Thursday, July 02, 2009

Putting The National Into Express

So the East Coast Main Line rail franchise has collapsed. In other news, after their exhaustive review into toilet provision bears have announced a ten-year extension of their contract to use the woods for their defecatory needs...

What's surprising is that it took until the late bulletins to catch up with the fundamental point that all this has happened before. If AA's definition of insanity is doing the same thing over and over and expecting a different outcome, I don't know how else to describe the government's bungling of the East Coast Main Line franchise. Having demanded ludicrous amounts of money from GNER and ended up bankrupting their parent company, they demand even more ludicrous amounts of money from National Express who end up telling them where to shove it.

Heck, I'm this close to giving Lord Adonis' comment, "the rail franchising system as it now exists, and is broadly running successfully" the Scunner Broon award for the sheer boldness of its naivete. For starters, the basic fact in this case is that rail subsidy has soared so much since privatisation that a desperate government is trying to force franchise bidders to pay enormous amounts back to them so they can get the sum down.

Consider also that the East Coast Main Line is the only intercity franchise that has not purchased any new trains, ever. Indeed, ECML services to Aberdeen, Inverness, Skipton and Harrogate are amongst those set to benefit from the Intercity Express Programme which was established expressly because train operators couldn't deliver major capital investment.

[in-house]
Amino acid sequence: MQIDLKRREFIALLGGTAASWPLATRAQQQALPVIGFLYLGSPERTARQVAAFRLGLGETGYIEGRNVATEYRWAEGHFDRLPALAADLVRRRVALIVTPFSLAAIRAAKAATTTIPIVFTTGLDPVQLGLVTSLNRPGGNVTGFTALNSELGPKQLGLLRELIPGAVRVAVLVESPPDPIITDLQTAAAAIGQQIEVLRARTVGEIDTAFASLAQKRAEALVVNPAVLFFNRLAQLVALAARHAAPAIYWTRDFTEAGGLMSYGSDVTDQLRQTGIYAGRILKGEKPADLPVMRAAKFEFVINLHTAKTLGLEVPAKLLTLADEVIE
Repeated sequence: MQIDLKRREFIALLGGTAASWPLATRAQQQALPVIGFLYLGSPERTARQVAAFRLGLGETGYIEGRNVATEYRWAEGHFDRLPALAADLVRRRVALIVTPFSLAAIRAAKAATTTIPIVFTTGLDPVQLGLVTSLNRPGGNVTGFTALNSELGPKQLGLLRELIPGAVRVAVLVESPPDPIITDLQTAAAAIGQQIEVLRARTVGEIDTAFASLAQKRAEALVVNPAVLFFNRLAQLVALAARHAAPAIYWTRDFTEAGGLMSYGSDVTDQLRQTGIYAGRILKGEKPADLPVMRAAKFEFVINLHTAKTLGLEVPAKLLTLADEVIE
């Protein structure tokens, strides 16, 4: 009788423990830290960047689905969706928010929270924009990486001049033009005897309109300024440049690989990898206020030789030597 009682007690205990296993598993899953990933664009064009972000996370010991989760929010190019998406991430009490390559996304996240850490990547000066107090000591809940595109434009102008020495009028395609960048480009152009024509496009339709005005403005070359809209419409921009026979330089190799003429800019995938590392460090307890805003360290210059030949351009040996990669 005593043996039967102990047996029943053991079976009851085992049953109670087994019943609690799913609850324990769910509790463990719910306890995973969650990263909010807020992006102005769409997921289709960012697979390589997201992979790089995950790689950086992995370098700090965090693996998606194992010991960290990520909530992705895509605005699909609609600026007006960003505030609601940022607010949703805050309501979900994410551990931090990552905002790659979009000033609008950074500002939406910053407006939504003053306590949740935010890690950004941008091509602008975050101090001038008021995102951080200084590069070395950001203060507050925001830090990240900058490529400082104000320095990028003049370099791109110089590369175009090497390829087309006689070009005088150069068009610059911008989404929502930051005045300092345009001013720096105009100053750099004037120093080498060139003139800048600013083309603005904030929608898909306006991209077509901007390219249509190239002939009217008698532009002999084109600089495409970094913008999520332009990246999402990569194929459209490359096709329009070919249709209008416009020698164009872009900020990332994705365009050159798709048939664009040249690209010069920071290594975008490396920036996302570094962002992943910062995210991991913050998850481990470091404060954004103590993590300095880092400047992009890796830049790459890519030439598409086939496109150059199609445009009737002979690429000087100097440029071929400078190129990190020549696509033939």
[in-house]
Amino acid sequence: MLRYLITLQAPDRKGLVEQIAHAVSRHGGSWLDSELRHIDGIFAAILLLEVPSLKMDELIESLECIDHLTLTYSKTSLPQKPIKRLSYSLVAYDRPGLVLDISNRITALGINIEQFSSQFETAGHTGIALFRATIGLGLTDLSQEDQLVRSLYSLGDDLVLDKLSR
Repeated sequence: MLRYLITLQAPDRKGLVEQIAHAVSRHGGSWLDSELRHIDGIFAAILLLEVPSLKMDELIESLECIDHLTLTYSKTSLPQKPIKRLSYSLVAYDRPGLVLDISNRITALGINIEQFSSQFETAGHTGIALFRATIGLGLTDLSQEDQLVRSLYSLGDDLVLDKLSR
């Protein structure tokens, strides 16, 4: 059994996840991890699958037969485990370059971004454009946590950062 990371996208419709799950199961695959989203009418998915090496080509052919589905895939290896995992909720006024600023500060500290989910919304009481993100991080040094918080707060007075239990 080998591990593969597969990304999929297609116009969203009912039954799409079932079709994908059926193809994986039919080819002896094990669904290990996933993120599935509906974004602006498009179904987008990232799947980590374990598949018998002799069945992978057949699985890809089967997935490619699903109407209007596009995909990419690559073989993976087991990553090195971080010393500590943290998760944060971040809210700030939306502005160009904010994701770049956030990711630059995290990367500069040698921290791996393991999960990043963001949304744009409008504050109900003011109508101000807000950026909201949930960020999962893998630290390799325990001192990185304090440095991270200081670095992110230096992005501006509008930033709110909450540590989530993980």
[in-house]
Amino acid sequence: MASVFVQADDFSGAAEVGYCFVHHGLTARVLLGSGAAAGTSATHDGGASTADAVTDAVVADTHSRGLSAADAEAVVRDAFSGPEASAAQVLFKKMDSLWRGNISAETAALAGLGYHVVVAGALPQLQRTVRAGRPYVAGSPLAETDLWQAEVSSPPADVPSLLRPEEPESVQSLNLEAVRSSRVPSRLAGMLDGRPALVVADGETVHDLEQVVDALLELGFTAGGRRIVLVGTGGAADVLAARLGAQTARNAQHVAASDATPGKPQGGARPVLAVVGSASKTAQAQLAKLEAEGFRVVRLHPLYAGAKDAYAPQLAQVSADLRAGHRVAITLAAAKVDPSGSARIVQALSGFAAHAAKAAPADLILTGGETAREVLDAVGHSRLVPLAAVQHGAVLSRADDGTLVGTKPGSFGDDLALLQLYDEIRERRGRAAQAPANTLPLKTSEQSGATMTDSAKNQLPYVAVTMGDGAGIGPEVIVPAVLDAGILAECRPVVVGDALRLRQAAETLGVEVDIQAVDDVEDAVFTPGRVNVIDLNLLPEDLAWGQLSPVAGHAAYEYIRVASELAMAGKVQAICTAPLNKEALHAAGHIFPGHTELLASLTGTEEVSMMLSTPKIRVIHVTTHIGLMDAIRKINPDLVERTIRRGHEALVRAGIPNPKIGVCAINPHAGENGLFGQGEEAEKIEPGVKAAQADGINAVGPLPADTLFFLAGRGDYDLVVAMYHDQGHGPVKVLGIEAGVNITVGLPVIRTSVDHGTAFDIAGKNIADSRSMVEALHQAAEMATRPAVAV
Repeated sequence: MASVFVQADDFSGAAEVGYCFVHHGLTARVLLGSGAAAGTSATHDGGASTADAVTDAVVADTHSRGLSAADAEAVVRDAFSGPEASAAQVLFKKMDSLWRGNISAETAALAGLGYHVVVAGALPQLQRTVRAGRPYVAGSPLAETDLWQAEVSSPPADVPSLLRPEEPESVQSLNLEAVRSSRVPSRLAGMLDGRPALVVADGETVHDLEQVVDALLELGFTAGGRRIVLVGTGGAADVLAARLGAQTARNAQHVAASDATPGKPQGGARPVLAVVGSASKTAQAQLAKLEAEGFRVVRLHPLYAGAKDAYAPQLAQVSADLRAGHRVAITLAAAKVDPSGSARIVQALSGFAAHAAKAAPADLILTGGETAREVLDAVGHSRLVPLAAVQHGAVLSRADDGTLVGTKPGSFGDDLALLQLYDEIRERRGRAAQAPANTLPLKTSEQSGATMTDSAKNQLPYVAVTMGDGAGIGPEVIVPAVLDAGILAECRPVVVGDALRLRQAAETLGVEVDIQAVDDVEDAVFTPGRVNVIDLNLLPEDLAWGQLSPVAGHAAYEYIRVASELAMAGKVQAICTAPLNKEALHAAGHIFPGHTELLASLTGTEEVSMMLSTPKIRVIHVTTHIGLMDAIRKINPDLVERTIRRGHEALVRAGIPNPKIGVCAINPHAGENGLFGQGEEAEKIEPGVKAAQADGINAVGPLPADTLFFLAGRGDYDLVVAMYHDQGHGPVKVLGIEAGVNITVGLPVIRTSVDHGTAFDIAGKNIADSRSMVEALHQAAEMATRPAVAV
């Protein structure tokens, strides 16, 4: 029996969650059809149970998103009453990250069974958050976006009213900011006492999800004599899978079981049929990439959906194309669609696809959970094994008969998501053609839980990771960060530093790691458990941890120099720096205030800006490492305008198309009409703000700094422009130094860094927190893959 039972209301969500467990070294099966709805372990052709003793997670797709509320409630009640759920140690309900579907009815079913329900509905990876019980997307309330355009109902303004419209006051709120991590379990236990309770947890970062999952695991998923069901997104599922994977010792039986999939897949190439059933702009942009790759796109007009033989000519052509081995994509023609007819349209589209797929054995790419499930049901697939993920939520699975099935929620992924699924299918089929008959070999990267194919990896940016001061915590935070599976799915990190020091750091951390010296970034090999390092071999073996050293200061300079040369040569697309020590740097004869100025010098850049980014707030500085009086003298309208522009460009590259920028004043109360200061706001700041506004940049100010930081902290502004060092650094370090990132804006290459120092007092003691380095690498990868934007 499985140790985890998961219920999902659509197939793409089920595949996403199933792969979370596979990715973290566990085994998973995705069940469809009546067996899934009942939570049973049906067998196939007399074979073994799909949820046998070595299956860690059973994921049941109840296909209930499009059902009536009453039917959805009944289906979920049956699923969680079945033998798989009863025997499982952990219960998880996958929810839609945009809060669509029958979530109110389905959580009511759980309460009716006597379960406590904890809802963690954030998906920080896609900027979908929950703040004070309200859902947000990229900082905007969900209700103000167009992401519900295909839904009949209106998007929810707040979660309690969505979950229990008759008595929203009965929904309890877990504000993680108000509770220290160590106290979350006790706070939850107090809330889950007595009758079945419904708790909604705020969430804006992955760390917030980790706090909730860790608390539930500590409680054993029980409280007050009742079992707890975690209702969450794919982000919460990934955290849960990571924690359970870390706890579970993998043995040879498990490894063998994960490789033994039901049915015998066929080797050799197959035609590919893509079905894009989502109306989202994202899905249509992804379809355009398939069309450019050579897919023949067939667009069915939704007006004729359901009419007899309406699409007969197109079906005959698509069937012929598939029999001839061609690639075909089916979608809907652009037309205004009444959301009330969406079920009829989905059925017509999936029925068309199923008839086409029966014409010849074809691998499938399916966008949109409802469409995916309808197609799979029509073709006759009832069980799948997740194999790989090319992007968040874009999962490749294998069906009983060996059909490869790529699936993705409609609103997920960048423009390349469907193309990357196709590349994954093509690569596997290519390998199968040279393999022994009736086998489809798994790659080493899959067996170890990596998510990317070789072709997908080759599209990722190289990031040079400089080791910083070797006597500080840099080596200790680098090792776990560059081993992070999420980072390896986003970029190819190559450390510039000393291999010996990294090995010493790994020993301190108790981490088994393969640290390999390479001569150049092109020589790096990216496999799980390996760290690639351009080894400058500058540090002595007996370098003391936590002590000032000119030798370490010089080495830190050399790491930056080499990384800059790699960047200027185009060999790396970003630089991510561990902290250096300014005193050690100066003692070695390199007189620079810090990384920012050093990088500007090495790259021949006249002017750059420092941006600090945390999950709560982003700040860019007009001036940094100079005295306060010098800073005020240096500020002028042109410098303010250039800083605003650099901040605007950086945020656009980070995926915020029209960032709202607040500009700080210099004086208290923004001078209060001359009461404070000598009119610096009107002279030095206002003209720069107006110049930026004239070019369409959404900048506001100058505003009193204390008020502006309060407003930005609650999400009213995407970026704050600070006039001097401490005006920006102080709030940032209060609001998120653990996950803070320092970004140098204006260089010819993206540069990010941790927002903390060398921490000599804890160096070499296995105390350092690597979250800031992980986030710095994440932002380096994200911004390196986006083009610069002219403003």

And then there's my personal favourite. The greatest single failure of privatisation has been competition, a beautiful idea that died about five minutes after the franchises were granted (specifically when Virgin told the government to guarantee them no competition on the West Coast Main Line or the deal was off). Still, in the few lucky places where there are different services on different lines, competition has been a success, places like Birmingham, Exeter... and Southend, where the Great Eastern and London-Tilbury-Southend lines head to Liverpool Street and Fenchurch Street respectively. And who has the franchises for those lines?

National Express.

So while Lord Adonis goes round complaining that National Express get to keep both those franchises, be in no doubt that that is the result of a system that the government he serves in has done nothing to reform and has used so as to make things worse. What's more, it's a system that is beyond incremental changes and needs a bomb sticking up it; I liked Mark Valladares' ideas on that but I suspect that there's no route from this system to a fundamentally different one that doesn't go through nationalisation and if that's the case we should screw the fruit loops and get the hell on with it.

No comments: